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Pediatrics. 1998 Feb;101(2):229-37.

Birth outcome from a prospective, matched study of prenatal crack/cocaine use: I. Interactive and dose effects on health and growth.

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Department of Pediatrics, University of Florida, Gainesville 32610-0296, USA.



This prospective, longitudinal project was designed to determine the effects of prenatal cocaine use on the pregnancy outcomes of women from a historically understudied rural public health population.


We interviewed over 2500 women prenatally, identified 154 cocaine users, and matched 154 controls on race, parity, socioeconomic status, and location of prenatal care (that related to level of pregnancy risk). Drug testing was required at enrollment and at delivery; detailed demographic, psychosocial, and drug histories were taken at each available trimester and follow-up visit. After birth, neonatal nurse practitioners, blinded to maternal history of drug use, examined infants to assess gestational age and take growth measurements. Medical charts were reviewed and the Hobel Risk Scale was completed.


Compared with controls, the cocaine users had significantly higher Hobel Prenatal and Total Risk Scores and more preterm infants (28 vs 14), but not a significantly greater number of fetal deaths (3 vs 1). After controlling for the effects of marijuana, alcohol, and tobacco use, the following results remained. There was no difference in gestational age, Ponderal Index, birth weight, or length between infants born to cocaine users and controls. There was a significant interaction effect such that infant head and chest circumference were smaller in cocaine users who also smoked tobacco. Significant correlation coefficients demonstrated the effects of the amount of drug usage on fetal growth during each trimester of pregnancy. The average cocaine use per day for trimesters one and three and for the entire pregnancy was negatively related to birth length. The mean amounts used in trimesters two and three were negatively related to head circumference. Amounts of tobacco and alcohol use in pregnancy were also inversely related to fetal growth measures. When the effects of marijuana, alcohol, and tobacco were partialed out, there continued to be a negative relationship between the amount of cocaine used in the third trimester and infant length and head circumference.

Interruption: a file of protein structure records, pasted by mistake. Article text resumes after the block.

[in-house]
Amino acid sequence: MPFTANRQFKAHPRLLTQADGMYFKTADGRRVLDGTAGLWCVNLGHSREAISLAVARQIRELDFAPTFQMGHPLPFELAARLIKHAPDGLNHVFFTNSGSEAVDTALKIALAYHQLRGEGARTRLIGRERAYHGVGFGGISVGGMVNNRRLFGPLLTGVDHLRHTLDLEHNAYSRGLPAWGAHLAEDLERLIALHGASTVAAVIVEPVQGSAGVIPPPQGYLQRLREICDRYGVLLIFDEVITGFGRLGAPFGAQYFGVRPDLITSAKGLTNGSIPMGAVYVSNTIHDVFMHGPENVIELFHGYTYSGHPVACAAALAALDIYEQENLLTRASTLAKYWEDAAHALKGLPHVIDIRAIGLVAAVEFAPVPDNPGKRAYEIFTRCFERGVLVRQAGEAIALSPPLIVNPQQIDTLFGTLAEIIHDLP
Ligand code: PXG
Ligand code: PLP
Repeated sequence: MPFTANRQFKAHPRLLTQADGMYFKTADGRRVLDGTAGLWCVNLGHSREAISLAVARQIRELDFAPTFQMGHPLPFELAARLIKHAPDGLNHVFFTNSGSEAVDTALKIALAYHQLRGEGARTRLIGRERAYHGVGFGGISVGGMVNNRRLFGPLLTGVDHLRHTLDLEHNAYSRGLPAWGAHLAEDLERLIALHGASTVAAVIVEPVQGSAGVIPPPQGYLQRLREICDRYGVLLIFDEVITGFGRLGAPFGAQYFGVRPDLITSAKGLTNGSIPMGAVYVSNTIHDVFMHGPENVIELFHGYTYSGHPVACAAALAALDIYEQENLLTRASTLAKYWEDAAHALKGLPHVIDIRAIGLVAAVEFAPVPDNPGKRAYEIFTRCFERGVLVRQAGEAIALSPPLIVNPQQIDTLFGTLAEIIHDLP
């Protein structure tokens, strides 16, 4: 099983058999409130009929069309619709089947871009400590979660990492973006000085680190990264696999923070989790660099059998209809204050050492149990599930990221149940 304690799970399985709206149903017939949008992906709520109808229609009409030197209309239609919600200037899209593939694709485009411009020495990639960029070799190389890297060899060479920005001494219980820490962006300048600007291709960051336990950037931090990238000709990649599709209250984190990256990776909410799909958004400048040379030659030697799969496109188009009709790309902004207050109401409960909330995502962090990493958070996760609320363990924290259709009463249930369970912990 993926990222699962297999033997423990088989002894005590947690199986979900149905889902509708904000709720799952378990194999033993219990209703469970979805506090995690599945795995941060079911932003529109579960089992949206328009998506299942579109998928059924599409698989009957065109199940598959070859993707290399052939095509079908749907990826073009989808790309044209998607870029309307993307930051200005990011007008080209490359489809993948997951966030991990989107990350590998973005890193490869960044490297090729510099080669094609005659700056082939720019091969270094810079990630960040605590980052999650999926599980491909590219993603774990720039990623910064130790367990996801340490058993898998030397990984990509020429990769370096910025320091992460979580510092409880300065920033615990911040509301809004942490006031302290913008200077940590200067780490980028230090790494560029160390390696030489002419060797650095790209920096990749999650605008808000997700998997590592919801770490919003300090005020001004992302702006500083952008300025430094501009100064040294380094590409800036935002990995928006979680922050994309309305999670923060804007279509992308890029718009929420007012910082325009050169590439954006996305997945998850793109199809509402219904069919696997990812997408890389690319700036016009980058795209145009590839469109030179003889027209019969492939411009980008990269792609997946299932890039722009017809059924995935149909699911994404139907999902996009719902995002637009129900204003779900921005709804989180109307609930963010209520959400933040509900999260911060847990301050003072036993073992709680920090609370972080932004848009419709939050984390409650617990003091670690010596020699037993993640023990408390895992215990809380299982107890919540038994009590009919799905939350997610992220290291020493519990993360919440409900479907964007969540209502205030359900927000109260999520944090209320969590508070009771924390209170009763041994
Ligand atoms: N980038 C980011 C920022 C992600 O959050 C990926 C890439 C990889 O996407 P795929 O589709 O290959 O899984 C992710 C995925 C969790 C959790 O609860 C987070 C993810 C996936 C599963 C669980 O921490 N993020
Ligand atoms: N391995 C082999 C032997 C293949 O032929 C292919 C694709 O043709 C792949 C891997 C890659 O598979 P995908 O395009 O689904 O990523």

The observed decrement in fetal growth, especially head circumference, among cocaine-exposed neonates raises concerns about later growth and development. Follow-up of these infants will reveal if these disadvantages continue. These early results also emphasize the importance of considering amount and time of drug exposure as well as the interactive effects of drug exposure and other risk variables.

[Indexed for MEDLINE]

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